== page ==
The NFL has had a banner season in terms of ratings and engagement, thanks in large part to the return of fans to stadiums, a slew of suspenseful games and of course, some off-field drama.
Why it matters: The 2021 viewership spike has quieted concerns regarding 2020's COVID-related decline, while also justifying the $100+ billion in media deals the league signed with its partners in March.
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By the numbers: Viewership for the NFL's 2021 regular season was up 10% from 2020, its highest-rated season average since 2015, per Nielsen.
The NFL accounted for 41 of the 50 most-watched broadcasts of 2021, per Sportico (subscription), and 75 of the top 100.
Games averaged 17.1 million viewers (TV/digital), per the league, and 370 billion total minutes were consumed, up 18% from 2020 and the second-highest total since 2015.
Higher interest in games was a boon for pregame shows, per Sports Business Journal. NBC's "Football Night in America," for example, averaged 7.1 million viewers, an 18% increase from 2020.
Between the lines: A few close games and an extended season may have helped drive more viewership, and having fans back in stands enhanced the TV product.
A record 34 games were decided on the final play, and 64% of games were within eight points (one score) in the fourth quarter.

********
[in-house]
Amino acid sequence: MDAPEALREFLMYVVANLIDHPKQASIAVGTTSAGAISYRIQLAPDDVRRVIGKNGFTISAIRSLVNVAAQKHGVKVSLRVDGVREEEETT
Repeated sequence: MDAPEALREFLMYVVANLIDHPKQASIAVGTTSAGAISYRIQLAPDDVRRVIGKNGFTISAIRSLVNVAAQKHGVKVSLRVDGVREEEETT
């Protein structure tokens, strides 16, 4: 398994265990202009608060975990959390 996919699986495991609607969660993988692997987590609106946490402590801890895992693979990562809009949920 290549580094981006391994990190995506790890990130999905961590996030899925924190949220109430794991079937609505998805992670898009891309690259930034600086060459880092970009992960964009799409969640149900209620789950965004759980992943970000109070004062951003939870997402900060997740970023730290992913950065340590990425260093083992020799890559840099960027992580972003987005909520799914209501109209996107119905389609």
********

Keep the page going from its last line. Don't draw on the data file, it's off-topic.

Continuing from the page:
2021 was the first 17-game season in NFL history, with the league adding an additional 18th week to the schedule.
Zoom out: Online, the NFL was the second most-read news topic in November and December. It trailed coronavirus, but was ahead of Joe Biden and Donald Trump, per page views data from Taboola.
Interest then took off in the first weekend of January — way beyond the previous months, according to Taboola data — as the Week 17 slate included seven teams clinching playoff spots, fantasy football championships and Antonio Brown's dramatic exit.
Google search interest in the league hit its season-long peak this past Sunday when the playoff field was hammered out, culminating in a dramatic Raiders-Chargers finish with millions rooting for a tie.
The big picture: It's great timing for the NFL, which is looking to renegotiate its Sunday Ticket rights package this year, while also exploring strategic partners for some of its media networks, like NFL Network and RedZone.
What to watch: Sports executives don't expect NBC to experience the same dramatic viewership declines for this year's Super Bowl as last year, when viewership fell to a 10-year TV low.
The Super Bowl is typically considered a TV ratings success if more than 100 million people watch it live.
Last year's game was watched by 96.4 million viewers, though the broadcast did break records as the most live-streamed NFL game ever.
The bottom line: Though the pandemic still lingers, the NFL clearly benefited from the semi-return to normal in 2021. Packed stadiums drove more overall interest, and fans fell back into their weekly routine of watching games on Sundays (and Mondays and Thursdays).
Go deeper: The biggest toss-up in TV
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